However, at last week's convention in Turkey, it was announced that next year, ABTA will be heading to Turkey.
The convention will be held in the historic coastal town of Dubrovnik, from 21-23 October 2013 and it will be the first time the convention has been held in Croatia.
In the last 12 months Croatia has seen a substantial 22 percent rise in UK visitor numbers and hosting the 2013 Travel Convention is a recognition of the importance of the UK market to Croatia as well as an opportunity to develop closer, mutually beneficial working ties with the UK travel industry, something the Balearic Ministry for Tourism has failed to do this year.
The news has come as a blow to Majorca because not only does the event attract nearly 1'000 delegates and provide Majorca with a chance to show its self off to captains of the UK travel industry, it always gives the local travel sector a boost.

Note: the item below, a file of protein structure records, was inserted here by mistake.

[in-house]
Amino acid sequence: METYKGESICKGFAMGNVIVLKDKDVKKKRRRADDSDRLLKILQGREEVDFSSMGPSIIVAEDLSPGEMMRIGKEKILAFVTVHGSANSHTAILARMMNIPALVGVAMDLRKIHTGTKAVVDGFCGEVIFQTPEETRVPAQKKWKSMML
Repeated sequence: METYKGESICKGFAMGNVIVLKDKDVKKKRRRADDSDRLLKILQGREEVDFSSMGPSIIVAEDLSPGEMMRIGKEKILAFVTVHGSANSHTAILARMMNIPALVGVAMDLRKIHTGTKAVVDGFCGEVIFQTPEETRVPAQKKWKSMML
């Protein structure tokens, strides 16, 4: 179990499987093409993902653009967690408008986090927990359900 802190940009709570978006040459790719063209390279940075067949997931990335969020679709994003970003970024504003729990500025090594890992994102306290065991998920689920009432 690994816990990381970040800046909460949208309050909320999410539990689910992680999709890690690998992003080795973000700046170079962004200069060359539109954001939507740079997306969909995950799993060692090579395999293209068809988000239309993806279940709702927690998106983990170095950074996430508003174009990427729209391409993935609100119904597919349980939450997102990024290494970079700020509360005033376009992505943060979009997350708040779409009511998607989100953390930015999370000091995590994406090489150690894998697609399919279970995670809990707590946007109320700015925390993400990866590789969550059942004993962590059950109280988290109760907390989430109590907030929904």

ABTA sources admitted yesterday that Palma was the initial destination for 2013 but because the convention was held here last year, the association has decided to go to Croatia instead despite its every ten year commitment to the island. But, this does not mean that Spain and the Balearics is no longer a very important destination for ABTA. Over the past six convention, five have been held in Spain and ABTA will be back in Palma within the next ten years, an ABTA source told the Bulletin.
Here, industry chiefs were trying to hide their disappointment claiming that the Majorcan authorities do not have the money to help fund such an event at the moment and that it was due to have been held in the new convention centre on which construction work has been halted.
Nevertheless, this should be considered as a wake up call to the fact that Majorca and the Balearics is facing increasingly tough competition and can no longer afford to rest on its laurels.